New York Times: Can a New Strategy Compensate for Ad Declines?

The New York Times Company's CEO Mark Thompson took to the earnings call to outline his strategy to turn the struggling publisher into a multi-platform, international content giant. The CEO's first full quarter since he took the helm of the storied publisher in November was not pretty: the top and bottom line were dragged down by an 11 percent decline in advertising revenue.

It's no surprise that print advertising continues to decline by double digits—it was down 13 percent in the quarter. But it doesn't look good that digital ads also suffered—down 4 percent.

What happened? The company blames "ongoing secular trends and an increasingly complex and fragmented digital advertising marketplace."

So the company is focusing its new strategy on its bright spot—the 45 percent growth it saw in digital subscriptions in the quarter, driving circulation revenue up 6.5 percent. Thompson announced broader subscription options. The company didn't give details about what kind of access it would offer or what price points it would charge, just saying that there will be a lower priced option as well as a higher-priced premium, all-inclusive subscription.

(Read More: New York Times Co. Looks to Sell Boston Globe)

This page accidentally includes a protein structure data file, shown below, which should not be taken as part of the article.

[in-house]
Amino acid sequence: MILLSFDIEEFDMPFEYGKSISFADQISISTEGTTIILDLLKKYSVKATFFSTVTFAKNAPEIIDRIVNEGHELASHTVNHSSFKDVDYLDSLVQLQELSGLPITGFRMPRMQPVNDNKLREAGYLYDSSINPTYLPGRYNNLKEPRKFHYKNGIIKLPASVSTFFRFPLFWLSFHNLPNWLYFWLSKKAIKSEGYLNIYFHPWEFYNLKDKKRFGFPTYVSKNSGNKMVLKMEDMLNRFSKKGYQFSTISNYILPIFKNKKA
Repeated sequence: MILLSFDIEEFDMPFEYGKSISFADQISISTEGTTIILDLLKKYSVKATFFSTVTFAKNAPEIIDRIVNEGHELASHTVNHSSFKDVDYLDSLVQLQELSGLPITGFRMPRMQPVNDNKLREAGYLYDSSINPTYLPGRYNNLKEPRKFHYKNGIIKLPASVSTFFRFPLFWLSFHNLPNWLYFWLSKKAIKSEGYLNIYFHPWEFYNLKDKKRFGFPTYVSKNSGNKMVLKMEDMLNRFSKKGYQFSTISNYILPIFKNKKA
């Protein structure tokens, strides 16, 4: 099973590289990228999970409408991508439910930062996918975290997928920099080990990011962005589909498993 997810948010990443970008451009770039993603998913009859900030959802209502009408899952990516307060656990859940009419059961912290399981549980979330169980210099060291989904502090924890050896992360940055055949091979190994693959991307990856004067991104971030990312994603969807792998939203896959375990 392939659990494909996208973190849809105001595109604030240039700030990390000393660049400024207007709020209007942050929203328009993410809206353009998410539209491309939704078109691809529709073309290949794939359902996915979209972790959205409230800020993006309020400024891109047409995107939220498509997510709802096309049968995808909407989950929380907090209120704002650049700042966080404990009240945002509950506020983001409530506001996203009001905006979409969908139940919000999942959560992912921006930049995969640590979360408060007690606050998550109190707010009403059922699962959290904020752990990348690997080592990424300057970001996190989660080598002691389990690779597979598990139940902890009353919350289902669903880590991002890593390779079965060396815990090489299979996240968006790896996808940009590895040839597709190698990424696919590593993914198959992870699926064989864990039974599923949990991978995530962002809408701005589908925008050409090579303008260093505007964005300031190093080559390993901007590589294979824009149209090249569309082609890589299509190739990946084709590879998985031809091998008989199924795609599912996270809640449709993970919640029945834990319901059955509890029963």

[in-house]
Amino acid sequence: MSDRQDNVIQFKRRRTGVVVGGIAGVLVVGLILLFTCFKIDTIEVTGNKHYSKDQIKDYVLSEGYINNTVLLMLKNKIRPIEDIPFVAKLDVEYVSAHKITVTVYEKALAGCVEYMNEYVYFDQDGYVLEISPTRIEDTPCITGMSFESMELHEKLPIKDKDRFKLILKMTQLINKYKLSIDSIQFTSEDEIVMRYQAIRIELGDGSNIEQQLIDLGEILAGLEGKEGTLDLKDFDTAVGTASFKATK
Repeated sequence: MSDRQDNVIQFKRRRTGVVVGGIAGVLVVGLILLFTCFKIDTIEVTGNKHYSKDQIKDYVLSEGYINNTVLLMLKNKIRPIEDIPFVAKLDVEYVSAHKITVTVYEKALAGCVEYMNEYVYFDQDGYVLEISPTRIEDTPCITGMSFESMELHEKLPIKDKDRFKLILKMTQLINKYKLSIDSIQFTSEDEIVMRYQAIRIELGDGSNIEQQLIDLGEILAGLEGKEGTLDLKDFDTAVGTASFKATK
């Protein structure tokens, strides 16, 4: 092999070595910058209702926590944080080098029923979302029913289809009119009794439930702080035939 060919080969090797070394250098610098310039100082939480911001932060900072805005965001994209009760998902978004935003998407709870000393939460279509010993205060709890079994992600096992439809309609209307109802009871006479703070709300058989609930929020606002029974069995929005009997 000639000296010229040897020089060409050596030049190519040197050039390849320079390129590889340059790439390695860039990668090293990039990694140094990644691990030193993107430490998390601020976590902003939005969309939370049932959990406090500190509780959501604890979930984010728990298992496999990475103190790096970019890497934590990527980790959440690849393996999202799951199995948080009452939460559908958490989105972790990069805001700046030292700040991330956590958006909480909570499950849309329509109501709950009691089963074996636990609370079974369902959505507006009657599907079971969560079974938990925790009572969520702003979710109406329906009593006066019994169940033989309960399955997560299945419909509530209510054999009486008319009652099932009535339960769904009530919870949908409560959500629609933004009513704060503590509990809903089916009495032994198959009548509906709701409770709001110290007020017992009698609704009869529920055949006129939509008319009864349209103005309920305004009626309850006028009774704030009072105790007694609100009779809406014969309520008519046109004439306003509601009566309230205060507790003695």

On the earnings call the company stressed that this move isn't about bringing down prices—it's about finding new products that would lure in new subscribers.

The strategy also includes producing more video content and extensions into retail—selling related gales and products. On the earnings call there was talk about the success of the Times' crosswords franchise, and the opportunities in related "intelligent games." The company is also pushing to expand internationally under the unified Times brand, and is expanding its conference business.

Thompson said his plan is to leverage "brand strength" to generate incremental revenues. But he acknowledged that the company expects "operating profit will be impacted" as the company invests to build out and ramp up its new businesses. And while he expects growth initiatives to be based on organic investments, he doesn't rule out tuck-in acquisitions.

The company says it will not re-initiate a dividend, because it wants to maintain a conservative balance sheet, considering the challenges to the ad market. As for a question about whether the company will consider taking the company private, Thompson said "No."

—By CNBC's Julia Boorstin; Follow her on Twitter: @JBoorstin